Updated: 11:24 a.m. ET
(CBS News) Elizabeth Warren is directly combating allegations that she improperly identified as Native American to further her career, releasing a new 30-second-spot in which she addresses the issue head on.
"Let me be clear. I never asked for, never got any benefit because of my heritage. The people who hired me have all said they didn't even know about it," the Massachusetts Senate candidate says in the spot. "Scott Brown can continue attacking my family, but I'm going to keep fighting for yours."
The ad is a direct response to an ad released Monday by her rival, incumbent Republican Sen. Scott Brown, which. Warren has said she is Native American, and listed herself as such in some professional forms in the past, but has not offered up documentation proving that she is an official member of the Native American community. Brown has hammered Warren over the allegations for months, and during a debate last week called on her to produce evidence that she did not benefit professionally from her claims to Native American lineage.
In the spot, Warren says she doesn't have proof of her Native American roots because, "as a kid, I never asked my mom for documentation when she talked about our Native American heritage. What kid would?"
"But I knew my father's family didn't like that she was part Cherokee and part Delaware. So my parents had to elope," she continued.
In what has become one of the most closely-watched races in the country, Warren and Brown have been deadlocked in the polls for months. But as Warren made apparent gains following the Democratic National Convention, the campaign took a particularly nasty turn. Brown's new ad was the first character assault of the race, and both have released negative ads.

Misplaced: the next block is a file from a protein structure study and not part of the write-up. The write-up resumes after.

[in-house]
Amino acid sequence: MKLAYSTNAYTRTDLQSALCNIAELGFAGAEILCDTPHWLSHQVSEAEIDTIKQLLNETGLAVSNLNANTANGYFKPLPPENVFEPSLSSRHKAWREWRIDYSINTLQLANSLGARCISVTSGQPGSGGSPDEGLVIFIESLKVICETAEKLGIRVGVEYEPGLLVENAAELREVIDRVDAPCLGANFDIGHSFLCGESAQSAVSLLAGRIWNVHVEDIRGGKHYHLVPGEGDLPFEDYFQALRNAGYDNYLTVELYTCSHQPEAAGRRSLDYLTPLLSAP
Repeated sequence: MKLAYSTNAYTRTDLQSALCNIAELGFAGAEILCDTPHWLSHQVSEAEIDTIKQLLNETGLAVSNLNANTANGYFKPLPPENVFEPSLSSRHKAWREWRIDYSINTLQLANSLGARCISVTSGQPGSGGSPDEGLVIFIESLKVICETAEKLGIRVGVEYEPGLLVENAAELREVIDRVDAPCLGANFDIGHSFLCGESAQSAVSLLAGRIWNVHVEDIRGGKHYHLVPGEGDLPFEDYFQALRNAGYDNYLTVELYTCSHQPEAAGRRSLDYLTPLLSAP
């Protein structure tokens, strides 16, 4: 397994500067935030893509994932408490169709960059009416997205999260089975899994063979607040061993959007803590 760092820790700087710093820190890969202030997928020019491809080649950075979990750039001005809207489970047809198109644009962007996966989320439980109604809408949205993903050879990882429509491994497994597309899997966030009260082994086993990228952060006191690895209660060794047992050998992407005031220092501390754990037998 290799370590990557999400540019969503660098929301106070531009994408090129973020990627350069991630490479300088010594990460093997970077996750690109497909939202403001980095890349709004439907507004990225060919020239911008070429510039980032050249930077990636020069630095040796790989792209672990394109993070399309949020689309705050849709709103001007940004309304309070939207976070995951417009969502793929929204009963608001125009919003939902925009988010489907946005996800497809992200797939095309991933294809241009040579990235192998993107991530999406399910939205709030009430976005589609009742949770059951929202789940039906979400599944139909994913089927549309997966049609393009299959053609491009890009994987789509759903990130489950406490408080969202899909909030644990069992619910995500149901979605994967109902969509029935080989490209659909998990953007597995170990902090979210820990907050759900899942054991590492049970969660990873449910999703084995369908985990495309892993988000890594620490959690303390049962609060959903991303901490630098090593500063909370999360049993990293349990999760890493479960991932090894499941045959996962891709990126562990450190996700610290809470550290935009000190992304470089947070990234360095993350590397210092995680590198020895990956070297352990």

Warren on Monday sent a fundraising email to supporters yesterday defending her record and lambasting the Brown campaign for the advertisement - which she cast as "an ugly, nasty attack on my family and our heritage."
Boston's WCVB.com, meanwhile, has unearthed video of Brown staffers doing American Indian "war whoops" and making "tomahawk chops" at a rally for the senator this week.
And a new report in the Boston Globe notes that Warren in the 1990s helped draft a petition to the Supreme Court on behalf of LTV Steel in its effort to avoid paying into a health care fund for retired coal miners.
The Warren campaign said the coal miners would still receive their full benefits and that the case was about bankruptcy principles, but according to the Globe, Warren's opponents in the case argued that the corporation was attempting to use bankruptcy laws to avoid paying their share of the health care.